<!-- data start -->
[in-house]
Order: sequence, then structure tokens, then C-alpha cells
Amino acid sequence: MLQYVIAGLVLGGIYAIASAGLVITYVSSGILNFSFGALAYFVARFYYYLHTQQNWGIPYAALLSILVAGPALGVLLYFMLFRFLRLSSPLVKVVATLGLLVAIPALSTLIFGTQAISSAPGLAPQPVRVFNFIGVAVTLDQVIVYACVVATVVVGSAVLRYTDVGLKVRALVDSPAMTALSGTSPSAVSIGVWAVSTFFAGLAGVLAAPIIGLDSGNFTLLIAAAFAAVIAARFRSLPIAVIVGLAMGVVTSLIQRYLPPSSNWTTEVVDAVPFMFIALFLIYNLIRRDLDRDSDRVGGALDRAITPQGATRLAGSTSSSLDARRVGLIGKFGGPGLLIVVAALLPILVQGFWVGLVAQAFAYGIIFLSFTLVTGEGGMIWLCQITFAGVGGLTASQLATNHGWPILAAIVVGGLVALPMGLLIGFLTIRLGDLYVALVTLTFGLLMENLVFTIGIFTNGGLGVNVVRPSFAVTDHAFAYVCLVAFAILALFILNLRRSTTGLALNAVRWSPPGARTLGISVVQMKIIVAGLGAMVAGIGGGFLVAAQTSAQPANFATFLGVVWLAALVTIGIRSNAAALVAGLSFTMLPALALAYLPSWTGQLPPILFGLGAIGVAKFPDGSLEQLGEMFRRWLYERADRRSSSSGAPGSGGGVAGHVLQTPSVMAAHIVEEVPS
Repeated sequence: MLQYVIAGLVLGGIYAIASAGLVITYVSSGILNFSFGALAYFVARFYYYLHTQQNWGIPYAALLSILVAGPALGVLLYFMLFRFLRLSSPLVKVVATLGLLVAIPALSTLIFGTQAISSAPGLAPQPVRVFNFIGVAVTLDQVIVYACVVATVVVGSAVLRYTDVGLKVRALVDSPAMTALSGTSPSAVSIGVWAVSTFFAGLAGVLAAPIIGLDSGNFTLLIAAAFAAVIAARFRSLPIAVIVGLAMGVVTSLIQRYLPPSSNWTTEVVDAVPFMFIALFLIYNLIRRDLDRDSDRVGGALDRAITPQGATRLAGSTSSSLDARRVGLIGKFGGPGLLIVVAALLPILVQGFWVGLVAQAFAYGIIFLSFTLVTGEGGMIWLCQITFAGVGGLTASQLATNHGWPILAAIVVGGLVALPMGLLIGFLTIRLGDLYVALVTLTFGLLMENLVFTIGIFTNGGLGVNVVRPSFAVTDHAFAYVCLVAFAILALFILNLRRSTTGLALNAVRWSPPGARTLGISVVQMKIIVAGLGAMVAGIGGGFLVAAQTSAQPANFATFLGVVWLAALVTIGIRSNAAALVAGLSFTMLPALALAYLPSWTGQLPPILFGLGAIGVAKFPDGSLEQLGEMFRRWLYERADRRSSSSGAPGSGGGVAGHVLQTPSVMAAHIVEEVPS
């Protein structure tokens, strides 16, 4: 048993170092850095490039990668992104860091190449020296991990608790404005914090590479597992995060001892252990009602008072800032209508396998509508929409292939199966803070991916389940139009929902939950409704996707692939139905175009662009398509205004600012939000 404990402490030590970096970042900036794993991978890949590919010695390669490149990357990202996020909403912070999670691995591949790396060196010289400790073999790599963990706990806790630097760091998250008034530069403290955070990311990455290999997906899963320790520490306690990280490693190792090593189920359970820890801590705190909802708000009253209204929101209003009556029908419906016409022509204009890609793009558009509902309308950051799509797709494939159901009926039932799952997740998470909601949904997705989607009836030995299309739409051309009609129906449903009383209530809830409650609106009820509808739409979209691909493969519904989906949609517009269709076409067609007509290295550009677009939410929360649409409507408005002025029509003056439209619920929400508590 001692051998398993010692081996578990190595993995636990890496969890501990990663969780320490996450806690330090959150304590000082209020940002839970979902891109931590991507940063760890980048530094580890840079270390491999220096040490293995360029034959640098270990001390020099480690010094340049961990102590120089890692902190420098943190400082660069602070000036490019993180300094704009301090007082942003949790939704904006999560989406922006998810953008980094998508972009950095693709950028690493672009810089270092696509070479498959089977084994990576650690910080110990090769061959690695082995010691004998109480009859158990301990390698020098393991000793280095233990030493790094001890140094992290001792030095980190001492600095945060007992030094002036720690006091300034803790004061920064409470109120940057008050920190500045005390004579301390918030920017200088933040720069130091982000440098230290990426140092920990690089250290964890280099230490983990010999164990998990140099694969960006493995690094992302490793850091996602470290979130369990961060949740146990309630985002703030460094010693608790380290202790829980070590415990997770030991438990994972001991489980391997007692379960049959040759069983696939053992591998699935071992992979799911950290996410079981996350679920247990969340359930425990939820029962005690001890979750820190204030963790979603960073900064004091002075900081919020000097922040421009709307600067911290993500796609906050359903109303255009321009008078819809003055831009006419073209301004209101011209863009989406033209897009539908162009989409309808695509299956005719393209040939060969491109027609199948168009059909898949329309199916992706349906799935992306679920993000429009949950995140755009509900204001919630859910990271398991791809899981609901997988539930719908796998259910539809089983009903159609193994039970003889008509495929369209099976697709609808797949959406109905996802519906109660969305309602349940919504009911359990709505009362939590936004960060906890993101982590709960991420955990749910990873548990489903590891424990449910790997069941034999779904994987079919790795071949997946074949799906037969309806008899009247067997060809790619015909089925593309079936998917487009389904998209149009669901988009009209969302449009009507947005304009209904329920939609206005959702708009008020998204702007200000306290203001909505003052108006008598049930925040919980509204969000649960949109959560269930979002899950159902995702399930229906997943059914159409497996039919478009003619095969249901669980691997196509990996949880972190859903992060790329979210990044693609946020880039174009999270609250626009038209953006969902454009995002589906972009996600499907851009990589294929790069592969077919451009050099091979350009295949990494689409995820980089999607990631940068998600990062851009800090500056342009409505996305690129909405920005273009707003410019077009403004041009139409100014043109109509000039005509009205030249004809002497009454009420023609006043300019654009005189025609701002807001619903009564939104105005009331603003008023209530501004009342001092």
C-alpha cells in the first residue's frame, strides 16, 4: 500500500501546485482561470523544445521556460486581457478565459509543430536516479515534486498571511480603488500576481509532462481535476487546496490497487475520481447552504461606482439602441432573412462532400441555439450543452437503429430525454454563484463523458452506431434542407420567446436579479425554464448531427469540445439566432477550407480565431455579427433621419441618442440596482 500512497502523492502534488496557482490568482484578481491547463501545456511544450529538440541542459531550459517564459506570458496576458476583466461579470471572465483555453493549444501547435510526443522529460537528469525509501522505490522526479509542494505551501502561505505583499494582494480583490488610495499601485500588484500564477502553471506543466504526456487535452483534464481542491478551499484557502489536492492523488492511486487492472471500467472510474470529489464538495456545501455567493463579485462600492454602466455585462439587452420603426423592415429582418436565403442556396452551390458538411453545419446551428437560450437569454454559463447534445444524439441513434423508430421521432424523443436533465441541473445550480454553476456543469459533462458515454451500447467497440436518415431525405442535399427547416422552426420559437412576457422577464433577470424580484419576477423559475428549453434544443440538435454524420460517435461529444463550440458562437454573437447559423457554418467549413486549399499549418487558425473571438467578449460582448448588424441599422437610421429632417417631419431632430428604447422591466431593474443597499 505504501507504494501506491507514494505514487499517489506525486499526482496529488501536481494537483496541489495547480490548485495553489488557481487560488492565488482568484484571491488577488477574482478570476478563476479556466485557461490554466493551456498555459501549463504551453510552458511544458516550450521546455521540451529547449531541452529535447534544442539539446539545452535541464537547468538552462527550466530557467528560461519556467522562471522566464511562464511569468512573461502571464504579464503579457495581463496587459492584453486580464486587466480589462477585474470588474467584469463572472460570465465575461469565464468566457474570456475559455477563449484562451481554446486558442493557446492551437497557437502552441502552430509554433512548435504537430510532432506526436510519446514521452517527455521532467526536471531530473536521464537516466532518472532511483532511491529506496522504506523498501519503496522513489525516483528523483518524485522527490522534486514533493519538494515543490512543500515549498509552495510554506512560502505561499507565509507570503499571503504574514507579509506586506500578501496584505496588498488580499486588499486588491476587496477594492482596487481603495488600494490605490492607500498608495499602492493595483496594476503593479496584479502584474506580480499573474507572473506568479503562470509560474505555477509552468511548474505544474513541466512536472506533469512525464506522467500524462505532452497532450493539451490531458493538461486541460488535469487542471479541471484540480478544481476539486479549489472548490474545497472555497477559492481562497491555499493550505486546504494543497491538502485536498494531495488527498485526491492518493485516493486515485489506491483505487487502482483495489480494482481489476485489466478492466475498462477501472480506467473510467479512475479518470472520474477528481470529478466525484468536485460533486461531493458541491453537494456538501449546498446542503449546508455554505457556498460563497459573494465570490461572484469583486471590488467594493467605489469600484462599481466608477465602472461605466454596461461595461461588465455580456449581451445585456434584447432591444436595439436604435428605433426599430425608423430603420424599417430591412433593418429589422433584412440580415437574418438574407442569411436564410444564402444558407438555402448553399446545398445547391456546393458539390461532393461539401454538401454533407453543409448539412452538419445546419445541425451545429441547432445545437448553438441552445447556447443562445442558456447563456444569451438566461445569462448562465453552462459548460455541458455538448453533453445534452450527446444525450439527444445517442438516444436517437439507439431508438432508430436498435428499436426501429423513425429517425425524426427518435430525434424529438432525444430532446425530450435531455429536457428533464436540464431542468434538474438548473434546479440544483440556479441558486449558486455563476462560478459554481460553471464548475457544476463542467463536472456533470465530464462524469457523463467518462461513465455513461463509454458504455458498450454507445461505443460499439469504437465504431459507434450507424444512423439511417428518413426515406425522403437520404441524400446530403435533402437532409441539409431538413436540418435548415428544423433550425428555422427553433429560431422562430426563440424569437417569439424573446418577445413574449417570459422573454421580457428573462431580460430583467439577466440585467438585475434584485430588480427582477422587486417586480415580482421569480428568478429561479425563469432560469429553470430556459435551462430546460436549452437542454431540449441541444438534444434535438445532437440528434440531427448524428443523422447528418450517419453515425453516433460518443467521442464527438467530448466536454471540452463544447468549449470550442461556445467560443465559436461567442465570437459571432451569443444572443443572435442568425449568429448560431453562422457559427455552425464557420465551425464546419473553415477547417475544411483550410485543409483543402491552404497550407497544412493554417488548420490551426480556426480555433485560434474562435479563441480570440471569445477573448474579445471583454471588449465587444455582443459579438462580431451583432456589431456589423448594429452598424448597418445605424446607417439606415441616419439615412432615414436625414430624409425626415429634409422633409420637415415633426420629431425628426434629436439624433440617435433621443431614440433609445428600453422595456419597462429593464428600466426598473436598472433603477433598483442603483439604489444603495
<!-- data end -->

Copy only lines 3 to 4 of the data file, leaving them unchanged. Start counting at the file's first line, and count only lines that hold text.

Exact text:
Amino acid sequence: MLQYVIAGLVLGGIYAIASAGLVITYVSSGILNFSFGALAYFVARFYYYLHTQQNWGIPYAALLSILVAGPALGVLLYFMLFRFLRLSSPLVKVVATLGLLVAIPALSTLIFGTQAISSAPGLAPQPVRVFNFIGVAVTLDQVIVYACVVATVVVGSAVLRYTDVGLKVRALVDSPAMTALSGTSPSAVSIGVWAVSTFFAGLAGVLAAPIIGLDSGNFTLLIAAAFAAVIAARFRSLPIAVIVGLAMGVVTSLIQRYLPPSSNWTTEVVDAVPFMFIALFLIYNLIRRDLDRDSDRVGGALDRAITPQGATRLAGSTSSSLDARRVGLIGKFGGPGLLIVVAALLPILVQGFWVGLVAQAFAYGIIFLSFTLVTGEGGMIWLCQITFAGVGGLTASQLATNHGWPILAAIVVGGLVALPMGLLIGFLTIRLGDLYVALVTLTFGLLMENLVFTIGIFTNGGLGVNVVRPSFAVTDHAFAYVCLVAFAILALFILNLRRSTTGLALNAVRWSPPGARTLGISVVQMKIIVAGLGAMVAGIGGGFLVAAQTSAQPANFATFLGVVWLAALVTIGIRSNAAALVAGLSFTMLPALALAYLPSWTGQLPPILFGLGAIGVAKFPDGSLEQLGEMFRRWLYERADRRSSSSGAPGSGGGVAGHVLQTPSVMAAHIVEEVPS
Repeated sequence: MLQYVIAGLVLGGIYAIASAGLVITYVSSGILNFSFGALAYFVARFYYYLHTQQNWGIPYAALLSILVAGPALGVLLYFMLFRFLRLSSPLVKVVATLGLLVAIPALSTLIFGTQAISSAPGLAPQPVRVFNFIGVAVTLDQVIVYACVVATVVVGSAVLRYTDVGLKVRALVDSPAMTALSGTSPSAVSIGVWAVSTFFAGLAGVLAAPIIGLDSGNFTLLIAAAFAAVIAARFRSLPIAVIVGLAMGVVTSLIQRYLPPSSNWTTEVVDAVPFMFIALFLIYNLIRRDLDRDSDRVGGALDRAITPQGATRLAGSTSSSLDARRVGLIGKFGGPGLLIVVAALLPILVQGFWVGLVAQAFAYGIIFLSFTLVTGEGGMIWLCQITFAGVGGLTASQLATNHGWPILAAIVVGGLVALPMGLLIGFLTIRLGDLYVALVTLTFGLLMENLVFTIGIFTNGGLGVNVVRPSFAVTDHAFAYVCLVAFAILALFILNLRRSTTGLALNAVRWSPPGARTLGISVVQMKIIVAGLGAMVAGIGGGFLVAAQTSAQPANFATFLGVVWLAALVTIGIRSNAAALVAGLSFTMLPALALAYLPSWTGQLPPILFGLGAIGVAKFPDGSLEQLGEMFRRWLYERADRRSSSSGAPGSGGGVAGHVLQTPSVMAAHIVEEVPS